July 25, 2011
Sugarcane Production Declining in Brazil, Harvest May End Early
As the sugarcane harvest in Brazil approaches the half way mark, estimates of the total tonnage continue to decline. The Union of Sugarcane Industries (Unica) recently lowered its estimate for the 2011/12 sugarcane tonnage in southeastern Brazil to 533 million tons (6% below 2010/11) and now two private consulting firms have lowered the estimate even further.
The consulting firm Kingsman SA now estimates the total tonnage in southeastern Brazil at 525 million tons, and the consulting firm Canaplan estimates the crop at 520 million tons.
The causes of the declining production are many fold with some dating back several years. The long term nature of sugarcane production has also contributed to the current problems. Once a field of sugarcane is planted it is harvested several times over a 5-6 year period. After five or six years, the production starts to decline and the sugarcane needs to be replanted. Part of the current problems stems from the fact that many sugarcane producers have tried to stretch out the time between renovations in order to save money and the result has been declining production.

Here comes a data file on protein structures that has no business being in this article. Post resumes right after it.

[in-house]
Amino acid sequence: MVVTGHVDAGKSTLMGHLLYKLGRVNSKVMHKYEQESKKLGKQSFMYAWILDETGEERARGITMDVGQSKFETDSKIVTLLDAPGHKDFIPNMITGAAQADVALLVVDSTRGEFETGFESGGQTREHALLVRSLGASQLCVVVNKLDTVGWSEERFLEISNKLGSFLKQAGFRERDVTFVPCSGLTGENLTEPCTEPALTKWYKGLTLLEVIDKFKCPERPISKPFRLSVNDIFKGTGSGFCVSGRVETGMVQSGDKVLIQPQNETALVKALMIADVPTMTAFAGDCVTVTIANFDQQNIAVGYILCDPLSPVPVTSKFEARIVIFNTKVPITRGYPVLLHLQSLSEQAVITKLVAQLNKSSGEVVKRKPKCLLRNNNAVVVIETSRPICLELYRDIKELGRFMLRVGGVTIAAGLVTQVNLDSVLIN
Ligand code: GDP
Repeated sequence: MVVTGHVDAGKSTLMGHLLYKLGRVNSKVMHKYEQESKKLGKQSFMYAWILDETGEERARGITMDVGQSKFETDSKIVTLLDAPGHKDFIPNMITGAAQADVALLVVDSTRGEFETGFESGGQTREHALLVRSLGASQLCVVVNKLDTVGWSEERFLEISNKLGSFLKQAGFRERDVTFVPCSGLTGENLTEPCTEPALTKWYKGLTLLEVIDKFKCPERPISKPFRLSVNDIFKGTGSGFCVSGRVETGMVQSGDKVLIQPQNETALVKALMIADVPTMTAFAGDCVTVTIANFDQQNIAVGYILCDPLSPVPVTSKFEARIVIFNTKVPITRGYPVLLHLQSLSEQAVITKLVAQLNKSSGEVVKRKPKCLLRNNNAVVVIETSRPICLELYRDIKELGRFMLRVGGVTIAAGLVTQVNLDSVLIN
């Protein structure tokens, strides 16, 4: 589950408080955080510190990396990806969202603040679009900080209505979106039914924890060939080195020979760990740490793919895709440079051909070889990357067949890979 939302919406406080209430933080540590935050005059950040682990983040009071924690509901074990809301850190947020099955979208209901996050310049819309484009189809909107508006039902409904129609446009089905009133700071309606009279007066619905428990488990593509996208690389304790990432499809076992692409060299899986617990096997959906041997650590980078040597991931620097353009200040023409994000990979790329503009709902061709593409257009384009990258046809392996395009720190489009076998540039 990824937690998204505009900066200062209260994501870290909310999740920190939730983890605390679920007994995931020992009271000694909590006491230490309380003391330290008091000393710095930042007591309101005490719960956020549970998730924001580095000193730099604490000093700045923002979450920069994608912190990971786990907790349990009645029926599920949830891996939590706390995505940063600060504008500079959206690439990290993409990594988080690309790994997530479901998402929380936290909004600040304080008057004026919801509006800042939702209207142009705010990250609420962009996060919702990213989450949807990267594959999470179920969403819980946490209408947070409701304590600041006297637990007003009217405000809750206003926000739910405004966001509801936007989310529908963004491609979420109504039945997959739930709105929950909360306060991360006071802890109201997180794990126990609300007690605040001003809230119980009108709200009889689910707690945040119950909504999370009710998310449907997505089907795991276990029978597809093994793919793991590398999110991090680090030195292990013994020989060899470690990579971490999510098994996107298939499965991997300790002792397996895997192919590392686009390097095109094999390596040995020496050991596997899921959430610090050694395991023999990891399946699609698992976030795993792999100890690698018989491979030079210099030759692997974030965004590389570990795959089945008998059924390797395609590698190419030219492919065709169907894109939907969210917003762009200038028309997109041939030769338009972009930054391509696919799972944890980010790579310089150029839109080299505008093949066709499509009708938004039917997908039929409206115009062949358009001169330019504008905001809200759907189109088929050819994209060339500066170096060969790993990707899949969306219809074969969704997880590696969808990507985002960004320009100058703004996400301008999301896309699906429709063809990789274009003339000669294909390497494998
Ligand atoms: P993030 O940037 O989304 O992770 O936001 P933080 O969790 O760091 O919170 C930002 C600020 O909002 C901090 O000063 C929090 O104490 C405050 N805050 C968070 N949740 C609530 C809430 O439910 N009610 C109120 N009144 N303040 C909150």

The current production problems started in October and November of 2009 when heavy rains hindered the last two months of the harvest. Producers were desperate to finish the harvest and they sent the heavy harvesting machinery into the fields when the soils were too wet. The result was severe compaction which slowed the re-growth of the sugarcane. The situation was compounded in 2010 when an extremely long and hot dry season (some locations went over 160 days without rain) lowered the production yet again.
For the current harvest, the problem has been severe frost/freezes at the end of June which lowered the production even more and now some of the sugarcane is starting to flower. Flowering by a sugarcane plant is an unusual event and it is generally triggered by a specific set of climatic factors. Once sugarcane plants start to flower, the productivity of the plant is lowered because too much energy is devoted to flowering instead of producing sucrose.
The reduced amount of available sugarcane may actually result in an early end to the harvest season. Generally the sugarcane harvest in southeastern Brazil ends in early December, but it is possible that it could end in late October or early November this year.
Kingsman SA estimates that 46.5% of the sugarcane will be utilized for sugar production and that 53.6% will be used for ethanol production. They estimate that the total 2011/12 sugar production in southeastern Brazil will be 31.6 million tons which is less than Unica's recent estimate of 32.4 million tons.